Data volume can be managed if you shard it. If you break the data on different servers at the application level, the scalability of MySQL is not such a big problem. Of course, you cannot make a JOIN with the data from different servers, but choosing a non-relational database doesn’t help either. There is no evidence that even Facebook uses (back in early 2008 its very own) Cassandra as primary storage, and it seems that the only things that’s needed there is a search for incoming messages.

In reality, distributed databases such as Cassandra, MongoDB and CouchDB or any new database (if that matters) lacks on scalability & stability unless there are some real users (I keep seeing post from users running into issues, or annoyance ) For example, the guys at Twitter were trying to move on with MySQL and Cassandra for about a year (great to see that have a bunch of feature working).
I’m not saying they aren’t good, they are getting better with time.  My point is any new database needs more time & cover a few large profiles to be mature (to be considered over MySQL). Of course, if someone tells about how he used any of these databases as primary storage for 1 billion cases in one year, then I’ll change my opinion.

I believe it’s a bad idea to risk your main base on new technology. It would be a disaster to lose or damage the database, and you may not be able to restore everything. Besides, if you’re not a developer of one of these newfangled databases and one of those few who actually use them in combat mode, you can only pray that the developer will fix bugs and issues with scalability as they become available.

In fact, you can go very far on a single MySQL without even caring about a partitioning data at the application level. While it’s easy to scale a server up on a bunch of kernels and tons of RAM, do not forget about replication. In addition, if the server is in front of the memcached layer (which simply scales), the only thing that your database cares is writes. For storing large objects, you can use S3 or any other distributed hash table.  Until you are sure that you need to scale the base as it grows, do not shoulder the burden of making the database an order of magnitude more scalable than you need it.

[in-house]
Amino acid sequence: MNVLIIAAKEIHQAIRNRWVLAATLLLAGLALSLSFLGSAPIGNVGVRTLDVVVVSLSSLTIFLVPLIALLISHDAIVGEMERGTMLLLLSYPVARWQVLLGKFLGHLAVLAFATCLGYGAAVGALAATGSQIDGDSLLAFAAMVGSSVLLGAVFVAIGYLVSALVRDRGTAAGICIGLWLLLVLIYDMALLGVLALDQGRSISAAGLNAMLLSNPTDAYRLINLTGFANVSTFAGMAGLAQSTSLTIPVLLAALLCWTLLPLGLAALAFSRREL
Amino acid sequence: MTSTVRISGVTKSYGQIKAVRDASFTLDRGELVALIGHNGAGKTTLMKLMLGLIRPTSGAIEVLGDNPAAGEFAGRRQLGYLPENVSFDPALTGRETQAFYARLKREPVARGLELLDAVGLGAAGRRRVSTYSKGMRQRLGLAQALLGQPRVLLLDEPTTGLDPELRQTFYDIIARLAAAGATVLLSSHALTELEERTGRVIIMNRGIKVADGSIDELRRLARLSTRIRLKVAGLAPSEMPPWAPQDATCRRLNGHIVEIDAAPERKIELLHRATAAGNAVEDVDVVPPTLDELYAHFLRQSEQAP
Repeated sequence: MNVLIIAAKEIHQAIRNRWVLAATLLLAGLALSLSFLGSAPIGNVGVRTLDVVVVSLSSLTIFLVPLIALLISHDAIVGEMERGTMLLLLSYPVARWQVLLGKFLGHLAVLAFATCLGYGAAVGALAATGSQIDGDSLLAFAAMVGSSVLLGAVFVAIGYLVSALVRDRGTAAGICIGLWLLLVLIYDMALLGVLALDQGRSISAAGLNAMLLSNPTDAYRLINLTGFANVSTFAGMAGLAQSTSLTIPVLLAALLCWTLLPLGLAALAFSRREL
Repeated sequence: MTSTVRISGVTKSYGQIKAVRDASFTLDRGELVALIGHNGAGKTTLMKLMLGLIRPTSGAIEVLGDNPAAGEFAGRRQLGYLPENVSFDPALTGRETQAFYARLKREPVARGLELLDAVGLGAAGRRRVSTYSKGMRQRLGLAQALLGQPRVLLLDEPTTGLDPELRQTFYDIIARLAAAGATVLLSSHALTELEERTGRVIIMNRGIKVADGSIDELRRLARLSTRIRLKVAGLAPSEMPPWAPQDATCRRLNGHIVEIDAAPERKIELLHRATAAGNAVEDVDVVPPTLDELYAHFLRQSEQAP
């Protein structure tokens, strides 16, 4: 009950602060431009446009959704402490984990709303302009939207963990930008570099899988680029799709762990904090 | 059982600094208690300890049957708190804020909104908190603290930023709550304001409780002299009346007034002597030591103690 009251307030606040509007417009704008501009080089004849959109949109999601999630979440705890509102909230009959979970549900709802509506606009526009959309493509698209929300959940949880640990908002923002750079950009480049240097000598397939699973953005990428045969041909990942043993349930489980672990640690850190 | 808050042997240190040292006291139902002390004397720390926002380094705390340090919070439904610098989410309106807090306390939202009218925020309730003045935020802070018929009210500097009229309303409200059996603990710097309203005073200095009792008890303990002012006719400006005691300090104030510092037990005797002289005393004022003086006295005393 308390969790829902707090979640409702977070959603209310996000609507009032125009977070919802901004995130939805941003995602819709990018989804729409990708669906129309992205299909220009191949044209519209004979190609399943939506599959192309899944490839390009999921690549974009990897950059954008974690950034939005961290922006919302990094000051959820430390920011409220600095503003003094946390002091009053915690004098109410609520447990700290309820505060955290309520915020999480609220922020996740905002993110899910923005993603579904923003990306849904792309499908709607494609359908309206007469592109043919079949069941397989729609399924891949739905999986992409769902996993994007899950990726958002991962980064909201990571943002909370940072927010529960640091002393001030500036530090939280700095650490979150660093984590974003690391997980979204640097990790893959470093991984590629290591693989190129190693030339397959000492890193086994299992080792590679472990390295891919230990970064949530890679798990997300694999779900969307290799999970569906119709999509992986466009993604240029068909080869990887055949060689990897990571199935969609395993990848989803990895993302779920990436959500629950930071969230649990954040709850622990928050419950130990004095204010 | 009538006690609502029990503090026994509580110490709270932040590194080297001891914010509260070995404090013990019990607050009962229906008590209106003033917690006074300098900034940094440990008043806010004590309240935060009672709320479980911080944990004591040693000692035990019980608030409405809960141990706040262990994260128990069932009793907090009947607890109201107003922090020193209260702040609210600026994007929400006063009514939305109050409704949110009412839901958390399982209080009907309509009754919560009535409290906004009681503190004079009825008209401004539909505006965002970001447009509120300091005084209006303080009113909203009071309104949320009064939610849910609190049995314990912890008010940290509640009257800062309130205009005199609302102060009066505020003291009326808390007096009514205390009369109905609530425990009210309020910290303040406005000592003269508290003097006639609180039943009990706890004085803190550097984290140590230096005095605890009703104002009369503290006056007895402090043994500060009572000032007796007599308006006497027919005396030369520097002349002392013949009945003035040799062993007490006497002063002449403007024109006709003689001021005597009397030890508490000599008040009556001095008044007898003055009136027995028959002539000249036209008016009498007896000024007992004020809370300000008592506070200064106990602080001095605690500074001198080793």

Most problems arise when you try to split the data over a large number of servers, but you can use an intermediate layer between the base, which is responsible for partitioning. Like for example FriendFeed does.
I believe that the relational model is the correct way of structuring data in most applications – content that users create. Schemes can contain data in a particular form as new versions of the service; they also serve as documentation and help avoid a heap of errors. SQL allows you to process more data as needed instead of getting tons of raw information, which then still need to be reprocessed in the application. I think once the whole hype around the NoSQL is over, someone will finally develop a relational database with free semantics.

Conclusion!

  1. Use MySQL or other classic databases for important, persistent data.
  2. Use caching delivery mechanisms – or maybe even NoSQL – for fast delivery
  3. Wait until the dust settles, and the next generation, free-semantics relational database rises up.